Osteoporosis and Bone Density Testing

Article provided by Maine Centers for Healthcare of Westbrook, ME
(courtesy of Merck & Co. Inc.)

Osteoporosis is a bone-thinning disease that reduces the strength of bones, causing them to become brittle and prone to fractures. Osteoporotic fractures can be painful, affect your posture and the way you look, and even result in permanent disability.

Important Osteoporosis Facts:

- More than 25 million Americans have osteoporosis.

- Osteoporosis causes over 1.5 million fractures annually.

- An estimated 54% of women over the age of 50 have, or will have, osteoporosis and are at risk of an osteoporosis-related fracture.

- 40% of 50-year-old women will suffer an osteoporotic fracture in their remaining years.

- A woman’s risk of experiencing hip fracture is equal to her combined risk of developing breast, uterine and ovarian cancer.

- Up to 24% of women who suffer hip fractures die within one year of the event.

- Osteoporosis occurs significantly more frequently in women.

- The effects of spinal osteoporosis can include height loss, kyphosis or “dowager’s hump”, back pain, rib pain, abdominal pain, and respiratory problems.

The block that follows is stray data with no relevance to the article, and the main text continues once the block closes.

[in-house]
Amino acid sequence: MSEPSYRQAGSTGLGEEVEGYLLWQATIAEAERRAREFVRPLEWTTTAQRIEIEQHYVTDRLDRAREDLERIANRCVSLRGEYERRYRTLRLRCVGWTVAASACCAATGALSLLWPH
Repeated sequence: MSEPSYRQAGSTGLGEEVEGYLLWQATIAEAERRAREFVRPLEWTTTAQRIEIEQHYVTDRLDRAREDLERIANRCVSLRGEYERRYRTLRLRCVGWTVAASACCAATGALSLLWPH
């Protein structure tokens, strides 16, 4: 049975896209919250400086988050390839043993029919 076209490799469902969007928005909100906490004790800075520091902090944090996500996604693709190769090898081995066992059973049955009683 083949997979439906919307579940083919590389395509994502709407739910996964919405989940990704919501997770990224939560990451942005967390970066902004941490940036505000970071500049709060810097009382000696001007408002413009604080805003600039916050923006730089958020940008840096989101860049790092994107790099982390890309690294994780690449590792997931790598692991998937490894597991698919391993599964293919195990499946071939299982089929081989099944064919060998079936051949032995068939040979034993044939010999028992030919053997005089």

- A woman can lose up to one third of her lifetime bone mass during the first five years after menopause.

- Women who are postmenopausal are at risk for osteoporosis. The presence of any one of these risk factors can add to a pateint’s risk:

Fortunately, today there are ways to address osteoporosis. Early detection with the help of a bone density test is the best way to determine whether you are at risk. Maine Centers for Healthcare is pleased to offer bone density testing, to provide physicians with an accurate assessment of patient bone density and associated risk of fracture.

“The bone densitometer provides very accurate measurements that can help predict a woman’s risk of future fracture,” explains Dr. Owen Pickus, the center’s medical director. “Evaluating bone density using conventional X-ray techniques won’t reveal a problem until a person has lost at least 30% of his or her bone mass- and that’s just too late. Now, in a matter of minutes, we can get an accurate picture of a person’s bone density early enough in the disease to better enable us to make a real difference in the outcome.”

Remember, to help ensure your continued mobility and independence, it’s important to find out your bone density status now. Ask your physician for more information about bone density testing.




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